Novel Mechanisms and Functions of Protein Kinase D in the Cardiovascular System

/, Genetics, Health and Medicine/Novel Mechanisms and Functions of Protein Kinase D in the Cardiovascular System

Novel Mechanisms and Functions of Protein Kinase D in the Cardiovascular System

2019-02-23T06:16:26-07:00 February 23rd, 2019|Biology, Genetics, Health and Medicine|

By Anna Kirillova, Genetics & Genomics ‘19


Author’s Note:

I am currently studying the signaling of Protein Kinase D in cardiomyocytes as a part of my senior thesis research project. Writing this review helped me understand the known mechanisms and the techniques used to perform functional assessments of the molecule. I learned how to review literature to find key information and create a story from different sources. I hope that the reader will become interested in one of the major concepts of my review and will continue exploring it on their own time.


Clinical Presentation of Heart Failure
Heart failure (HF) is a leading cause of death in the U.S. population (American Heart Association). HF is defined by structural and functional impairments of the heart muscle that may be caused by chronic neurohormonal stimulation [1]. A common precursors to HF is cardiac hypertrophy, which is characterized by increased cell size, reorganization of sarcomere structure, and reactivation of fetal genes–all contributing to pathogenic cardiac remodeling [2]. Although many treatments exist, this condition is associated with poor prognosis, low quality of life and frequent hospital readmissions [3].

Renin-Angiotensin-Aldosterone System (RAAS) and Its Involvement in HF

Low cardiac output is an early sign of heart failure that triggers the renin-angiotensin-aldosterone system (RAAS) as a compensatory mechanism to increase the fluid volume. Although the cardiac output is temporarily increased, chronic angiotensin II and aldosterone as well as sympathetic nervous system stimulation eventually result in fluid overload. This paradox contributes to accumulation of damage to the cardiovascular system, which may ultimately result in myocardial ischemia, hypertrophy, and arrhythmia [4]. The RAAS is a key regulator in the cardiovascular system and its role in conditions such as hypertension, cardiac hypertrophy, and atherosclerosis is well established. Components of the RAAS are known biomarkers of HF and are targeted therapeutically with ACE inhibitors, angiotensin, mineralocorticoid, and aldosterone receptor antagonists [4].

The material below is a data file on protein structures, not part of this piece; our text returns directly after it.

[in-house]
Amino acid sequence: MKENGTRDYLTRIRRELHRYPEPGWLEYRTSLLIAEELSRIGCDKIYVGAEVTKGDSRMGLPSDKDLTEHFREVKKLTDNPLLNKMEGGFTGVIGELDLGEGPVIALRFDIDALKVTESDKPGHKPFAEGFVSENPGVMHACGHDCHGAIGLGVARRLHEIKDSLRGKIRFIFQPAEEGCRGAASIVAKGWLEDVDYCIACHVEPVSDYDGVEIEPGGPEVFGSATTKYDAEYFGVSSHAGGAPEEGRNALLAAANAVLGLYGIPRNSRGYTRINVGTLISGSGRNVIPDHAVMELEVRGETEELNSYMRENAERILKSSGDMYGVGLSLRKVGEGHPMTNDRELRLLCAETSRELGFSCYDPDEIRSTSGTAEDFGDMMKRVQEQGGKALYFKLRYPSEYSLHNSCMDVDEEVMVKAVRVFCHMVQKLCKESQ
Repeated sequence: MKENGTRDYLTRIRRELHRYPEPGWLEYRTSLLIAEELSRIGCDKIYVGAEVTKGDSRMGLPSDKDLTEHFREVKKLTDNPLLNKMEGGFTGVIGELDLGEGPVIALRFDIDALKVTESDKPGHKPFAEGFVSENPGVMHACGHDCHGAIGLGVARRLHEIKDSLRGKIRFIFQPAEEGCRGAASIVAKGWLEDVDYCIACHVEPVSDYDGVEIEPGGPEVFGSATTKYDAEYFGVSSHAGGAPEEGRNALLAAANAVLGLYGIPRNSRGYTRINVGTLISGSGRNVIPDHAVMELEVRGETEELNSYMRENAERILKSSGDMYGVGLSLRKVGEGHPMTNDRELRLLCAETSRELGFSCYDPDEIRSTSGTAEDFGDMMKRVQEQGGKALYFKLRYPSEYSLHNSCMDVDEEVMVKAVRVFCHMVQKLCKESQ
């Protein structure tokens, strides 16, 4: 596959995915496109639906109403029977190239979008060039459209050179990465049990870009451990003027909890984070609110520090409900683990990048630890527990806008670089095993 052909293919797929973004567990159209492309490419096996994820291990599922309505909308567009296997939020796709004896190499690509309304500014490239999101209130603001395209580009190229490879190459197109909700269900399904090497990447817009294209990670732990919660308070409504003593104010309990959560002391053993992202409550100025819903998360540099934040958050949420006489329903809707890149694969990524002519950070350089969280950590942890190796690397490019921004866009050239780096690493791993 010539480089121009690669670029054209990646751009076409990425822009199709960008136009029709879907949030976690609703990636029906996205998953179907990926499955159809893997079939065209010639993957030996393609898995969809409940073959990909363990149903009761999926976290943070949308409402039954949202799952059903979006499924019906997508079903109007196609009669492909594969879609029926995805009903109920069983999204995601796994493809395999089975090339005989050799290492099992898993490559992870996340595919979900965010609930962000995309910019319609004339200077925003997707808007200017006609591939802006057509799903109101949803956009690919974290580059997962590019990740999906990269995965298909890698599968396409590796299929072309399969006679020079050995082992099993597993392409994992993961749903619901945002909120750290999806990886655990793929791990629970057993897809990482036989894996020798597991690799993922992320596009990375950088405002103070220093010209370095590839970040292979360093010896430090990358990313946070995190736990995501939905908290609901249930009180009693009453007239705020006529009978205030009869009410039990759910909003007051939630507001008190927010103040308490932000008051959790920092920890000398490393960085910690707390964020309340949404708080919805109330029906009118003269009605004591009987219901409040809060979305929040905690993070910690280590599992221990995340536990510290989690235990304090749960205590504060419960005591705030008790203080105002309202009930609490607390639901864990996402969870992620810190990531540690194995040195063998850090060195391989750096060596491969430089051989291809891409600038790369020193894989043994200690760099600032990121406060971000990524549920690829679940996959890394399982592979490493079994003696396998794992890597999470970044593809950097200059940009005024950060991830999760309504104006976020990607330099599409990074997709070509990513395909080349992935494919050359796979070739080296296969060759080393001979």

The RAAS is a major endocrine-paracrine system that regulates vasoconstriction (via angiotensin II) and salt-water balance (via aldosterone). The activation cascade is initiated with renin, an enzyme produced in the juxtaglomerular cells of the kidney in response to decreased systemic volume and low renal perfusion pressure. Angiotensinogen is a precursor produced in the liver and is cleaved by renin to form angiotensin I. The angiotensin-converting enzyme (ACE) cleaves angiotensin I into angiotensin II, promoting the secretion of aldosterone from the adrenal gland. Angiotensin II is locally produced in the heart, which may exacerbate heart failure symptoms in patients with activated RAAS [5]. Aldosterone increases the permeability of the kidney to sodium, thereby increasing retention of salt and water in the body.


The Role of Protein Kinase D in Modulating the RAAS and HF

Several studies have recently suggested a role for Protein Kinase D (PKD), a regulator of cardiac hypertrophy, in modulating the RAAS. PKD is a stress responsive kinase that belongs to the Ca2+/calmodulin-dependent kinases (CaMKII) superfamily. CaMKIIs play a role in calcium handling and excitation-contraction coupling in the cardiomyocytes. There are 3 known isoforms of PKD, of which PKD1 is most highly expressed in the heart [6][7][8]. PKD affects a wide array of cellular processes including contractility, survival, proliferation and differentiation, actin dynamics, substrate utilization and gene transcription. PKD1 has also been linked to pathological cardiac remodeling, immune regulation, angiogenesis and cancer [9][10].


The Role of PKD1 in Heart Failure